When planning a large event, security should be one of your highest priorities. Along with planning the guest list, food, venue, décor, and music, you will also need to consider how to prevent potential risks to your guests' safety.
The easiest way to protect your guests is to plan in advance for security risks. Here are some security planning tips to consider when crafting your amazing event.
1. Assess Risks
Risk assessment is the starting place for proper security planning. You might think your guest list or event is low-profile, but most large events come with risks that people don't often consider.
The Nature of the Event
Are you launching a product? Is the event for a musical group, a grand opening, or a life event? The nature of the event will define the types of people who attend. For example, at a musical performance, you may have overly excited fans who set off firecrackers or noisemakers inside the event hall, scaring the guests into a panic.
Is the event open to the public, or was there an RSVP list that predetermined the number of guests? If the number of attendees is not set in stone, you open up the possibility of needing crowd control or finding a venue that will not violate fire codes.
Money and Coins
Are you accepting cash at the door of the event? How will this cash (and the people handling it) be protected from potential thieves? These are important factors to consider as you plan your event.
Is the location close to public transportation, or will more people drive their own vehicles? Is the event on the second or third floor of a building, making it difficult for people to get to safety in an emergency?
A professional and experienced security company can help you fully develop a list of risks based on the particulars of your event. You should have enough personnel on staff to handle the worst-case scenario.
2. Assume Protestors Will Attend
Almost every large event, no matter what it’s for, will draw protestors. An event at the zoo celebrating a new exhibit will bring out animal rights activists. A religious convention will draw other spectators who disagree with the religion. No matter how docile the event (even a wedding), if the guest list is large, always prepare to deal with protestors – just in case.
3. Have All Staff Memorize a Map
In a crowded convention center, an incident such as an active shooter or a fire can cause mass panic. All of your hired staff should have a map of the venue memorized to lead the way out of the building.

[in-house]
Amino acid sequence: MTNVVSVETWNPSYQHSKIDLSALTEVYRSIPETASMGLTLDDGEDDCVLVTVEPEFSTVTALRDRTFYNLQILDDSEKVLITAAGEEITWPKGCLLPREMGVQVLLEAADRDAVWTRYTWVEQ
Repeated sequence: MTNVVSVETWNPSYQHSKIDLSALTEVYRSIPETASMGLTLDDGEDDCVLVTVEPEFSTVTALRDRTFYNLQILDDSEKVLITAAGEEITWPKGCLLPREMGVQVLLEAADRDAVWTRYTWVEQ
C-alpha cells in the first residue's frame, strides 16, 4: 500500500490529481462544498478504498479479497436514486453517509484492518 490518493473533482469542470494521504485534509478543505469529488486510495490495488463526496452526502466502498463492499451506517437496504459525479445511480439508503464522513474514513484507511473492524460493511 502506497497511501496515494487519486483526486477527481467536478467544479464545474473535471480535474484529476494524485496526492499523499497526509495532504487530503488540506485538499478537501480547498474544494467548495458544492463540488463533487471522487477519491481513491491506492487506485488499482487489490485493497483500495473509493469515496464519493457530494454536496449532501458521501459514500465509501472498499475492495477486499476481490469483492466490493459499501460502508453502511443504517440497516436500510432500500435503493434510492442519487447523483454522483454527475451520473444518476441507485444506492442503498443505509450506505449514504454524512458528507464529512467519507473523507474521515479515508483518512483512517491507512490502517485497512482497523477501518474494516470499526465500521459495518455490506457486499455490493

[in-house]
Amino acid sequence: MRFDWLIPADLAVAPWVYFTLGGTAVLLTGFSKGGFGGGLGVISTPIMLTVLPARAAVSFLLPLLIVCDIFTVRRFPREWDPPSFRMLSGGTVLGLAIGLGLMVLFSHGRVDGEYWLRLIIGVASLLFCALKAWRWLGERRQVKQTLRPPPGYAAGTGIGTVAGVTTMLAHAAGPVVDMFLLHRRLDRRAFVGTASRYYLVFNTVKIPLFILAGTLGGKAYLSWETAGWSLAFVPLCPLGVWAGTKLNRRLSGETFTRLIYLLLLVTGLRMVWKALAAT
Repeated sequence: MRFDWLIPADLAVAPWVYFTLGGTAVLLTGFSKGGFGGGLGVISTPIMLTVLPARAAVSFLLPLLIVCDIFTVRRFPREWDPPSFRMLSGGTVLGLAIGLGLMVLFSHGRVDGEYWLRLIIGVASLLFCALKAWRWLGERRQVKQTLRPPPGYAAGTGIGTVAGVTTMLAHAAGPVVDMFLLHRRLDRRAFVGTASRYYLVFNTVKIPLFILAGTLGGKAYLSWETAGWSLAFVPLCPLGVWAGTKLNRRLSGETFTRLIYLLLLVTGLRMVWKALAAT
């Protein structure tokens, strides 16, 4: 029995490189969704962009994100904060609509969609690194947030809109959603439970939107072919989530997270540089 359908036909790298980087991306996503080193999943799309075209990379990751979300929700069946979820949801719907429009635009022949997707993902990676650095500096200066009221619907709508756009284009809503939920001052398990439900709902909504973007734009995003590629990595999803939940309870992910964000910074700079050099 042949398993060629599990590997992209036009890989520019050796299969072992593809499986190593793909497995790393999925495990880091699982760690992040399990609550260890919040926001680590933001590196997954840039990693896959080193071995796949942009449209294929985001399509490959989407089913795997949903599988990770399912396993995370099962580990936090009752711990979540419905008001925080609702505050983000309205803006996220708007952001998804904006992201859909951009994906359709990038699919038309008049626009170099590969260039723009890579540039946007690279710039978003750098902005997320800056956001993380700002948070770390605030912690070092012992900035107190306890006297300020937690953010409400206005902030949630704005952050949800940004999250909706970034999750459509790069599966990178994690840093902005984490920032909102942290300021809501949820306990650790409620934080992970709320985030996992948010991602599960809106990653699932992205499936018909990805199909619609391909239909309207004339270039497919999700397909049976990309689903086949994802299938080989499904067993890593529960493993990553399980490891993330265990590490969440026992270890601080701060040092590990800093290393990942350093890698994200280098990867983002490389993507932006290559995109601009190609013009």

Even if these rare situations don't occur, having exits, halls, and entrances memorized can help prevent guests leaving through doors they shouldn't. It can also protect other areas of the venue that are off-limits, such as offices and stairwells.
4. Search Everyone
For events that have a particularly high risk, such as political speeches, conventions, character- and film-based fan events, and other controversial events, you should inform guests that everyone will be searched upon entrance.
Hire enough staff to make sure this is possible. This method is more effective than random searches throughout the evening because it discourages weapons from even entering the event. You might make additional rules, such as allowing no large packs, external food, or liquids.
5. Hire Additional Security Well in Advance
Finally, one of the biggest security mistakes comes from not hiring enough security in advance. A few days before the event is not enough time to prepare properly, especially if you have high-profile guests or speakers attending the event.
Entrances and exits should be coordinated for the safety of attendees, and this can only be done with extensive planning and understanding of the weak points in a building and the risks of the event itself.
Contact the experts at Protection Plus Inc. for more information on securing your next event.